■ Providing a renewable source of blood for patients in need of recurrent transfusions and transplantations, which is the case with immune-compromised patients or those suffering from various forms of leukemia. The major research focus is the expansion and self-renewal of hematopoietic stem cells.
We study blood regeneration by investigating signaling pathways that regulate stem cell decisions responsible for generation of blood cells,” says assistant professor Kosta Pajcini, PhD. “One means by which blood cells decide their fates is by instructions they receive from their neighboring cells.” For example, in the bone marrow, most of the blood stem cells are told to remain as stem cells by signals that they receive from their niche cells (unless there is a need for replenishment of blood, at which point the stem cells differentiate into mature blood cells).
Pajcini adds that he wants to use his knowledge of cell signaling to create an environment in a laboratory incubator that would allow for indefinite expansion of blood stem cells. He could then test the ability of cultured stem cells to reconstitute the hematopoietic system in a transplantation setting.
■ Examining how stem cells interact with their physical environments such as fluid shear and the mechanics of the extracellular matrix. An understanding of this dynamic would help researchers control how stem cells are distributed in the body after injection and how they exert their function at target sites. By incorporating physical cues, the efficacy of stem cells can be improved through their ability to secrete soluble factors to program neighboring blood and immune cells.
“To achieve these goals, our laboratory offers an interdisciplinary research environment at the interface between medical science and engineering,” says assistant professor of pharmacology Jae-Won Shin, PhD. For instance, his lab develops various approaches in biophysics and engineering, such as micropipetting, atomic force microscopy, microfluidics, and biomaterial design to both manipulate and measure physical forces exerted on stem cells.
Such approaches are combined with molecular biology and in vivo animal models not only to understand fundamental mechanisms behind how physical forces regulate different aspects of stem cell functions and develop biophysical approaches to stem cell therapies, he adds.
“The field of stem cell biology has evolved tremendously in the past seven years in our department,” Malik says. “We’ve recruited talented investigators from the best programs nationally, who are driving discovery and adding to our strengths. There are currently seven faculty members whose primary effort and funding relates to stem cell biology. This has been and will be continue to be a concerted effort in the coming years and a major area of focus.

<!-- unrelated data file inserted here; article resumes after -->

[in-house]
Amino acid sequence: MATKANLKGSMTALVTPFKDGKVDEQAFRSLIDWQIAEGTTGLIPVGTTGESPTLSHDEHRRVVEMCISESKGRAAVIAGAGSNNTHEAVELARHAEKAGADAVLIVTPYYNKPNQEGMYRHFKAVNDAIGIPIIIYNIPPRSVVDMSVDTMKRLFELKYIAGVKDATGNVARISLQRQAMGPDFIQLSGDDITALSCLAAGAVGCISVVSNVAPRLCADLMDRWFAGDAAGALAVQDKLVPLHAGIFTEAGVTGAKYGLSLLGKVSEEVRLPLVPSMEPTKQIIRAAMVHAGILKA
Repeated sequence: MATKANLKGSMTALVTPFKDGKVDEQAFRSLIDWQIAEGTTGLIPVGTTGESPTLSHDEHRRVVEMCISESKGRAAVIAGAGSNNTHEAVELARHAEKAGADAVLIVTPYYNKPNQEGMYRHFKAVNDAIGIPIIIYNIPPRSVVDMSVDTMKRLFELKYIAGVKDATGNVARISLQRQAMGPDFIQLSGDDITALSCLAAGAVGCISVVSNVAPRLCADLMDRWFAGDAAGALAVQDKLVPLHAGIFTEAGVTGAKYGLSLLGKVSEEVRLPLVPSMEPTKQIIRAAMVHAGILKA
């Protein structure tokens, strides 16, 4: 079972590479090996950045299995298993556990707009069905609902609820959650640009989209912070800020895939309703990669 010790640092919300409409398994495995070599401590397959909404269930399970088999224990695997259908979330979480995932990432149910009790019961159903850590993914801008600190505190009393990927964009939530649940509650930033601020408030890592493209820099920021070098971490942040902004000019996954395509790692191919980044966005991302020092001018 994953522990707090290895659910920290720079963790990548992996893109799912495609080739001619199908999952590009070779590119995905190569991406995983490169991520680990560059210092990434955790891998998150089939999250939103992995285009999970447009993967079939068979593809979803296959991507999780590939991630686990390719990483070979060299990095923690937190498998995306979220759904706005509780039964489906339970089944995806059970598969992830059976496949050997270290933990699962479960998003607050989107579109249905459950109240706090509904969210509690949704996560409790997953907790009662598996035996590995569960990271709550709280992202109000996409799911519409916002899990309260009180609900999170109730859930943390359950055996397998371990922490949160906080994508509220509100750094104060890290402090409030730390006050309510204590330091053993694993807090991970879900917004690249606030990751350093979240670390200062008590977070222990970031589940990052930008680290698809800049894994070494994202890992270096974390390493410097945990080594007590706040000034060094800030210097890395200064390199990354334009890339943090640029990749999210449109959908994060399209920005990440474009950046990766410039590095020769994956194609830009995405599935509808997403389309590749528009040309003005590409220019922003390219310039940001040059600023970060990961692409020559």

“The intent is to develop nationally ranked program in stem cell biology and regenerative medicine and also provide advanced research training to the future generation,” he adds. “The work is currently supported by a dozen or so highly competitive NIH grants and also there is a growing effort to seek out private support.”
Stem Cell in Peoria and Rockford
THE RESEARCH IN CHICAGO IS COMPLEMENTED by stem cell work at the College of Medicine Peoria and Rockford campuses. In Rockford, the head of the department of biomedical sciences, Ramaswamy Kalyanasundaram, PhD, recently started a regenerative and disability laboratory to make advances in finding cures or preventive measures for disability-related conditions. The lab was made possible with a gift from the Blazer Foundation with matching funds from the COM.
The lab is headed by two researchers who focus on differentiating stem cells into motor neurons and using stem cells to improve the integration of metal implants into the surrounding bone tissue. Xue-Jun Li, PhD, will work with embryonic stem cells and patient-specific induced pluripotent cells to create motor neurons that can eventually be transplanted into patients with spinal muscular atrophy and hereditary spastic paraplegias. The stem cells being used are derived from patients with those diseases.
Li’s group also will build high-throughput and high content drug screening systems to identify therapeutic agents for slowing down motor neuron degeneration and promoting nerve regeneration. She will be collaborating with scientists at the National Institutes of Health, the University of Wisconsin-Madison and the University of Connecticut.